The Big Christmas Singalong raises over £4,000 for local charities
12 Jan 2018
An organisation running choirs for people who have experienced homelessness (The Choir with No Name) raised £4367 for local charities at The Big Christmas Singalong, a concert at Brighton Dome on Fri 15 Dec. The money will be shared evenly between Brighton Housing Trust, The Clock Tower Sanctuary and The Choir with No Name.
The Choir with No Name’s annual Big Christmas Singalong is fast becoming a stalwart in the Christmas calendar, and their rousing 2017 concert included a host of festive favourites, from ‘Winter Wonderland’ to ‘I Wish It Could Be Christmas Every Day’. The Choir with No Name’s London, Birmingham and Liverpool choirs came together to perform in Brighton, and the launch of a new Brighton choir later in the year was announced at the concert.
Marie Benton, CEO and Founder of The Choir with No Name:
‘Huge thanks to Brighton Dome for having us back there for our Big Christmas Singalong 2017. Not only did we have the most brilliant night, we are bowled over by the generosity of the audience and amazed at the amount raised! Thank you to everyone who came along and dug deep to support not only The Choir with No Name, but also Brighton Housing Trust and The Clock Tower Sanctuary.
‘Thanks to Brighton Dome, and also to event sponsors Civitas Social Housing, Inside Housing, JLL and National Express whose donations meant that we could give all our homeless and marginalised choir members the opportunity to perform in such a fabulous venue. The Big Christmas Singalong is always the highlight of the year for our members, and being at Brighton Dome was the icing on the cake. We had over 170 homeless singers on stage, with members from our Liverpool and Birmingham choirs travelling the length of the country to get there. The Brighton audience was wonderful - so welcoming, full of festive spirit and up for getting involved, which is what the Choir with No Name is all about!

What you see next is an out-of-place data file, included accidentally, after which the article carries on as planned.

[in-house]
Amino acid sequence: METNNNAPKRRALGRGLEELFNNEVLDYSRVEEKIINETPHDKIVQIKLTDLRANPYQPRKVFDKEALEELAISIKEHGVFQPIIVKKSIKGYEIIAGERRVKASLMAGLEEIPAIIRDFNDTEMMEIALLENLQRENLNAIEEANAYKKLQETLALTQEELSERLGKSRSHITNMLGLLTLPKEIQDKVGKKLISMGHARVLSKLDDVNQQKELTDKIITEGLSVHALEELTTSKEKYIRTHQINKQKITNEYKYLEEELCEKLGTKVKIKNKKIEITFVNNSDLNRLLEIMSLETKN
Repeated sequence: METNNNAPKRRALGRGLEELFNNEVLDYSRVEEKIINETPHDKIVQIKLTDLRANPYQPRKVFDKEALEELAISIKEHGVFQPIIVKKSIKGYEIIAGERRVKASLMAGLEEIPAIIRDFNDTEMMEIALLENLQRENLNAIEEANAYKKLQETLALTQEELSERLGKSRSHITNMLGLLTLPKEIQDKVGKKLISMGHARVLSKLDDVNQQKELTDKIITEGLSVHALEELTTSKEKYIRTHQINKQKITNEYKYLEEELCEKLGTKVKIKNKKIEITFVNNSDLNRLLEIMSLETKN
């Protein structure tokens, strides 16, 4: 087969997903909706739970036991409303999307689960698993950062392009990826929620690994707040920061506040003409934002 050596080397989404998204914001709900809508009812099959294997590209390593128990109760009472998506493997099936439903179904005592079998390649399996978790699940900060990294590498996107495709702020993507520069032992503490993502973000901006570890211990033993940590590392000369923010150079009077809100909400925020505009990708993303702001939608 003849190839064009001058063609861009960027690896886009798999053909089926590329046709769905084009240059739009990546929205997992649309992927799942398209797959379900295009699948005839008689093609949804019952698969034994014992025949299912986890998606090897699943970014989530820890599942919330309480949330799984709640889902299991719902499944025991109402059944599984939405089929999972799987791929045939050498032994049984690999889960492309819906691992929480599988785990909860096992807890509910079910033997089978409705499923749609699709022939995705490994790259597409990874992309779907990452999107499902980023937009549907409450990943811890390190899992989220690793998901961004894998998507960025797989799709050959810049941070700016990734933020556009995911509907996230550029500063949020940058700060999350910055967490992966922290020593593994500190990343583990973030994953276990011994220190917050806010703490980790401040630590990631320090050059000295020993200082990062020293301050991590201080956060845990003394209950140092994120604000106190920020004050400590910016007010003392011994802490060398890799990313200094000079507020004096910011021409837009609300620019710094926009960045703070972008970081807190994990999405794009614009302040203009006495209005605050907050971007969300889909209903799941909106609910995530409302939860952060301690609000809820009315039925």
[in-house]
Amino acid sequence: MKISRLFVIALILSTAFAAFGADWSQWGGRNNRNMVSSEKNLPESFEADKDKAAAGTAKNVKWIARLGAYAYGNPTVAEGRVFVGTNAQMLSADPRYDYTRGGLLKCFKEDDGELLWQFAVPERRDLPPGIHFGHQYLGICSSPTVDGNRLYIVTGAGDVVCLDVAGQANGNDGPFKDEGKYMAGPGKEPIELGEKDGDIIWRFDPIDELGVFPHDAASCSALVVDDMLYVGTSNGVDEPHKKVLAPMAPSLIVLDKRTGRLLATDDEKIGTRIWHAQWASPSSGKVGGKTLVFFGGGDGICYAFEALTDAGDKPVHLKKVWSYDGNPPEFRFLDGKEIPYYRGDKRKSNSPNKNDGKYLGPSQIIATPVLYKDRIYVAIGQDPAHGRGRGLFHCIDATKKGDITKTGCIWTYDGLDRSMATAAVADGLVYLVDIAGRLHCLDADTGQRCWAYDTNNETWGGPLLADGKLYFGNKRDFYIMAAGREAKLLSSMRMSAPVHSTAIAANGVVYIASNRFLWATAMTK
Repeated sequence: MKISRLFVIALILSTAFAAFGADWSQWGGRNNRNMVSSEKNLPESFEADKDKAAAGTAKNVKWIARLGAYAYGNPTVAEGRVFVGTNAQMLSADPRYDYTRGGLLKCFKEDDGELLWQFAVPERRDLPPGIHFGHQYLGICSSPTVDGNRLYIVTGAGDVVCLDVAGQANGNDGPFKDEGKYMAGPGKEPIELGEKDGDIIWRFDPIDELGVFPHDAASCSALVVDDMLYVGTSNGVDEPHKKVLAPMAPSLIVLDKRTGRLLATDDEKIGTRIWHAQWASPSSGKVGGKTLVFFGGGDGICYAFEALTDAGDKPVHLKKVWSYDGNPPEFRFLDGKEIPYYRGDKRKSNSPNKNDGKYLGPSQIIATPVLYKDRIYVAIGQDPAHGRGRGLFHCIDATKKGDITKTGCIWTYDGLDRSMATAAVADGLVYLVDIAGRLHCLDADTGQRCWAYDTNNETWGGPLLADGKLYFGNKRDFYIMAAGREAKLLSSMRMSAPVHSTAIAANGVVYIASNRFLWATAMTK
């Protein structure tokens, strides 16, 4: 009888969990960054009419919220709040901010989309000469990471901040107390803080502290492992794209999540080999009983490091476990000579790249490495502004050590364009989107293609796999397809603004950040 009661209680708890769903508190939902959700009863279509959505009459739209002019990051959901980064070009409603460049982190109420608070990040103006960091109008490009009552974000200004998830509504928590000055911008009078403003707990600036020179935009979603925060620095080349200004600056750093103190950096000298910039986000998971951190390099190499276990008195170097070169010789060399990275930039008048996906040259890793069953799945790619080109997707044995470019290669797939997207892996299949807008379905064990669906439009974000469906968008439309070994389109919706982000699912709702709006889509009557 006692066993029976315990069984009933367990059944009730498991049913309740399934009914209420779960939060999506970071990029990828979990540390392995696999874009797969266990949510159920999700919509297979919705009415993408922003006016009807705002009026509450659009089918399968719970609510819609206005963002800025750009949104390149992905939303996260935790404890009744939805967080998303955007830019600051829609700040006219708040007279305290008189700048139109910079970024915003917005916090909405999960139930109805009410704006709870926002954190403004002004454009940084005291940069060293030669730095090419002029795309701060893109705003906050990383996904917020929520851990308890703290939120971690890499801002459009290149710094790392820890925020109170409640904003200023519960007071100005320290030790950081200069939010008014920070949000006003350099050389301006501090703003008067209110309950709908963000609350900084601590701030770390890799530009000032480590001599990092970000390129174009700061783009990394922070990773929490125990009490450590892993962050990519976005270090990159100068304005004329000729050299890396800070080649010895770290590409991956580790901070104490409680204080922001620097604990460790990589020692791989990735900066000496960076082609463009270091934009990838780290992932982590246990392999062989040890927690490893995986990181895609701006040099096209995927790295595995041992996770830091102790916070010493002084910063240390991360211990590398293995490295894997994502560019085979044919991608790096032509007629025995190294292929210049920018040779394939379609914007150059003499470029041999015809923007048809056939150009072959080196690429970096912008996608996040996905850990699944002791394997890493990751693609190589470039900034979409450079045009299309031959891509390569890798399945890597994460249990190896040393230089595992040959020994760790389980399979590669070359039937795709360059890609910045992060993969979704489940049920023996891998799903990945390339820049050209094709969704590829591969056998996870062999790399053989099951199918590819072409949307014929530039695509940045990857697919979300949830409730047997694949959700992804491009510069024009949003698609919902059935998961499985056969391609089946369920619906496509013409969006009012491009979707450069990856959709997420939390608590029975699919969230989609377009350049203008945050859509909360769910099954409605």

‘For our members, standing on stage singing in front of an appreciative audience can be life changing. Receiving thunderous applause and standing ovations can restore a sense of self-worth and pride, so it's a hugely valuable experience for our choirs, particularly at what can be a tough time of year. We were particularly proud of our very new Brighton choir members, who had only been rehearsing together for a month before performing a really beautiful version of Happy Xmas (War is Over). We are launching a new choir in Brighton later in the year, so we're sure this won't be the last time they get to sing in front of a Brighton Dome audience!’
The Choir with No Name provides welcoming choir communities for those who have been affected by homelessness or are marginalised due to other factors, such as mental health problems or drug and alcohol addiction. Members get a hot, nutritious meal after each weekly rehearsal and have the opportunity to make friends, learn new skills and get themselves back on their feet. Their choirs provide a platform for members to sing their hearts out amongst good friends – a hugely effective way of building confidence and general wellbeing, enabling members to re-establish their place in the world and move away from homelessness long term. Find out more at www.choirwithnoname.org.